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Loading a specific kind of Codable data

Paul Hudson    @twostraws   

In this app we’re going to load two different kinds of JSON into Swift structs: one for astronauts, and one for missions. Making this happen in a way that is easy to maintain and doesn’t clutter our code takes some thinking, but we’ll work towards it step by step.

First, drag in the two JSON files for this project. These are available in the GitHub repository for this book, under “project8-files” – look for astronauts.json and missions.json, then drag them into your project navigator. While we’re adding assets, you should also copy all the images into your asset catalog – these are in the “Images” subfolder. The images of astronauts and mission badges were all created by NASA, so under Title 17, Chapter 1, Section 105 of the US Code they are available for us to use under a public domain license.

If you look in astronauts.json, you’ll see each astronaut is defined by three fields: an ID (“grissom”, “white”, “chaffee”, etc), their name (“Virgil I. "Gus" Grissom”, etc), and a short description that has been copied from Wikipedia. If you intend to use the text in your own shipping projects, it’s important that you give credit to Wikipedia and its authors and make it clear that the work is licensed under CC-BY-SA available from here: https://creativecommons.org/licenses/by-sa/3.0.

Let’s convert that astronaut data into a Swift struct now – press Cmd+N to make a new file, choose Swift file, then name it Astronaut.swift. Give it this code:

struct Astronaut: Codable, Identifiable {
    let id: String
    let name: String
    let description: String

As you can see, I’ve made that conform to Codable so we can create instances of this struct straight from JSON, but also Identifiable so we can use arrays of astronauts inside ForEach and more – that id field will do just fine.

Next we want to convert astronauts.json into a dictionary of Astronaut instances, which means we need to use Bundle to find the path to the file, load that into an instance of Data, and pass it through a JSONDecoder. Previously we put this into a method on ContentView, but here I’d like to show you a better way: we’re going to write an extension on Bundle to do it all in one centralized place.

Create another new Swift file, this time called Bundle-Decodable.swift. This will mostly use code you’ve seen before, but there’s one small difference: previously we used String(contentsOf:) to load files into a string, but because Codable uses Data we are instead going to use Data(contentsOf:). It works in just the same way as String(contentsOf:): give it a file URL to load, and it either returns its contents or throws an error.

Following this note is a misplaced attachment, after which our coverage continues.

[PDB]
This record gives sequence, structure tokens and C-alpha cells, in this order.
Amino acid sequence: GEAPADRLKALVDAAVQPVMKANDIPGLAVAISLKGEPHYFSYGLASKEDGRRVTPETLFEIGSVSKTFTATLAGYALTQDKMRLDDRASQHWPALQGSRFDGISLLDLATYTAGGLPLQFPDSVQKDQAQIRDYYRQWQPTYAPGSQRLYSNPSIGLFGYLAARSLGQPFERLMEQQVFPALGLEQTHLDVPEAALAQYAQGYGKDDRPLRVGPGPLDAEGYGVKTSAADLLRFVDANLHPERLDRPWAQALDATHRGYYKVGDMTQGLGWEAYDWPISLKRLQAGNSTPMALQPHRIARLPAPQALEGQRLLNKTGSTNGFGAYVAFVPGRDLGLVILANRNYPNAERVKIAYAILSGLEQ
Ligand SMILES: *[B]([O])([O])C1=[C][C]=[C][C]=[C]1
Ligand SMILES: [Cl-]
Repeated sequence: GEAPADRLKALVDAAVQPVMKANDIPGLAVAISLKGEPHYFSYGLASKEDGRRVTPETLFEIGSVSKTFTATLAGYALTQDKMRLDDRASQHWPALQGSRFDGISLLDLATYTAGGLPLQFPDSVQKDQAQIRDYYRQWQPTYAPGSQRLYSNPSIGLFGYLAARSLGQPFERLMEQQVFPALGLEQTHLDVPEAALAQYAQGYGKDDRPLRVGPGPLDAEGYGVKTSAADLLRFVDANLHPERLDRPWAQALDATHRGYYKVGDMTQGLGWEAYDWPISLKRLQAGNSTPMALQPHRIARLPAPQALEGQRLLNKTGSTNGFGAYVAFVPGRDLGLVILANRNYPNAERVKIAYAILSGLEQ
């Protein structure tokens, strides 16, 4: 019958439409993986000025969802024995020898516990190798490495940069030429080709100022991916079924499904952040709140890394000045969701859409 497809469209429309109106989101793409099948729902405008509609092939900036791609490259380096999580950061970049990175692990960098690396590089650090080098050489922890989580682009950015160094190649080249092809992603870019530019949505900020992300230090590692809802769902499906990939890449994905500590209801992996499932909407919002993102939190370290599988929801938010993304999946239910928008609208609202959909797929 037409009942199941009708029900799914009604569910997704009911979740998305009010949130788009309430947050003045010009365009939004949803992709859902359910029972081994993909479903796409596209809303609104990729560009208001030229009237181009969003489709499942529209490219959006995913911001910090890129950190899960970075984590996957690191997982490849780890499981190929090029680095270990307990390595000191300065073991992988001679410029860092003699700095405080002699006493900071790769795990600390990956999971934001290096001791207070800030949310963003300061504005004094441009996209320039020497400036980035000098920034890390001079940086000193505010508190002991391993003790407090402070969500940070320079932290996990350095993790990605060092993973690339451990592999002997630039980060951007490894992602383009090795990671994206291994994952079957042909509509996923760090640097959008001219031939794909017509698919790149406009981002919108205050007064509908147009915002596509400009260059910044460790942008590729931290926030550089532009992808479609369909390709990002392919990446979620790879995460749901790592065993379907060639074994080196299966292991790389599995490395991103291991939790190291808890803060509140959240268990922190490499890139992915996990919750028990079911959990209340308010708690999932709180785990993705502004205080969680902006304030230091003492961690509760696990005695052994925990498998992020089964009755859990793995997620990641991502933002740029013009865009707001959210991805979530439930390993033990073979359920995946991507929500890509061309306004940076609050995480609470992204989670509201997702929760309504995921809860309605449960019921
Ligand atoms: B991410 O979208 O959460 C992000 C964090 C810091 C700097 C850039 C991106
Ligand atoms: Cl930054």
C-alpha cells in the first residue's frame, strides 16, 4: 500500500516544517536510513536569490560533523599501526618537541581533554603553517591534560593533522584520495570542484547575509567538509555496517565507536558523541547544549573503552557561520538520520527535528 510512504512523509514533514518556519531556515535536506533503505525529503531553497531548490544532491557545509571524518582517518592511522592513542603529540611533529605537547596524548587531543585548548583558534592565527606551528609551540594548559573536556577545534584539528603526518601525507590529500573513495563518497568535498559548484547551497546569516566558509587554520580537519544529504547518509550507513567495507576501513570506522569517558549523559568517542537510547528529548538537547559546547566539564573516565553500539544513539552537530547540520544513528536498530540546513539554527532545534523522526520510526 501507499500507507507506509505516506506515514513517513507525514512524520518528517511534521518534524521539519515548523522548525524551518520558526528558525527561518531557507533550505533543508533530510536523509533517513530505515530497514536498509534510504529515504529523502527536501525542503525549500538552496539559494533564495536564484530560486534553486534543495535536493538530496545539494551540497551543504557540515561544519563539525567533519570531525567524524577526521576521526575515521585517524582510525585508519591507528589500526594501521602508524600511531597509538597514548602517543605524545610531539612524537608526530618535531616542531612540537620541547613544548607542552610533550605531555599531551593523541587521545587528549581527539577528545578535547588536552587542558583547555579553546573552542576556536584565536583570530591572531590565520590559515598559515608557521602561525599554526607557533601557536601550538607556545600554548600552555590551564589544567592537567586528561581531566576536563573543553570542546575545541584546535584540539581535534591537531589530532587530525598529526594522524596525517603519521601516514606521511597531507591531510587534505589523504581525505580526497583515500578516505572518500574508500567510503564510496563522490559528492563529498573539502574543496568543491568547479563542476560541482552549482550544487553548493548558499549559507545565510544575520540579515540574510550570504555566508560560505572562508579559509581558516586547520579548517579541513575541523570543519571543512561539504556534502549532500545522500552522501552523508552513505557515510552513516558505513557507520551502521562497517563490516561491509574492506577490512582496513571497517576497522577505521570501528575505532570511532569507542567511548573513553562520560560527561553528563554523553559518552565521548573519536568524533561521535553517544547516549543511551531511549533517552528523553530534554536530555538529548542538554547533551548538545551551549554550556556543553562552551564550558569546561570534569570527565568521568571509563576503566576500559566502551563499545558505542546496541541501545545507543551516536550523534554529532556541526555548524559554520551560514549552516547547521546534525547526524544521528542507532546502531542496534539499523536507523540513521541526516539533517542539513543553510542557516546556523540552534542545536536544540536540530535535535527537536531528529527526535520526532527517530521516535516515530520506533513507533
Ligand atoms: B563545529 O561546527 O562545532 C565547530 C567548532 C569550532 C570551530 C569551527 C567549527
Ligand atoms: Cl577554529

Add this to Bundle-Decodable.swift now:

extension Bundle {
    func decode(_ file: String) -> [String: Astronaut] {
        guard let url = self.url(forResource: file, withExtension: nil) else {
            fatalError("Failed to locate \(file) in bundle.")

        guard let data = try? Data(contentsOf: url) else {
            fatalError("Failed to load \(file) from bundle.")

        let decoder = JSONDecoder()

        guard let loaded = try? decoder.decode([String: Astronaut].self, from: data) else {
            fatalError("Failed to decode \(file) from bundle.")

        return loaded

We'll come back to that in a moment, but as you can see it makes liberal use of fatalError(): if the file can’t be found, loaded, or decoded the app will crash. As before, though, this will never actually happen unless you’ve made a mistake, for example if you forgot to copy the JSON file into your project.

Now, you might wonder why we used an extension here rather than a method, but the reason is about to become clear as we load that JSON into our content view. Add this property to the ContentView struct now:

let astronauts = Bundle.main.decode("astronauts.json")

Yes, that’s all it takes. Sure, all we’ve done is just moved code out of ContentView and into an extension, but there’s nothing wrong with that – anything we can do to help our views stay small and focused is a good thing.

If you want to double check that your JSON is loaded correctly, modify the default body property to this:


That should display 32 rather than “Hello World”.

Before we're done, I want to go back to our little extension and look at it a little more closely. The code we have is perfectly fine for this app, but if you want to use it in the future I'd recommend adding some extra code to help you diagnose problems.

Replace the second part of the method with this:

let decoder = JSONDecoder()

do {
    return try decoder.decode([String: Astronaut].self, from: data)
} catch DecodingError.keyNotFound(let key, let context) {
    fatalError("Failed to decode \(file) from bundle due to missing key '\(key.stringValue)' – \(context.debugDescription)")
} catch DecodingError.typeMismatch(_, let context) {
    fatalError("Failed to decode \(file) from bundle due to type mismatch – \(context.debugDescription)")
} catch DecodingError.valueNotFound(let type, let context) {
    fatalError("Failed to decode \(file) from bundle due to missing \(type) value – \(context.debugDescription)")
} catch DecodingError.dataCorrupted(_) {
    fatalError("Failed to decode \(file) from bundle because it appears to be invalid JSON.")
} catch {
    fatalError("Failed to decode \(file) from bundle: \(error.localizedDescription)")

It's not a big change, but it means the method will now tell you what went wrong with decoding – it's great for times when your Swift code and JSON file don't quite match up!

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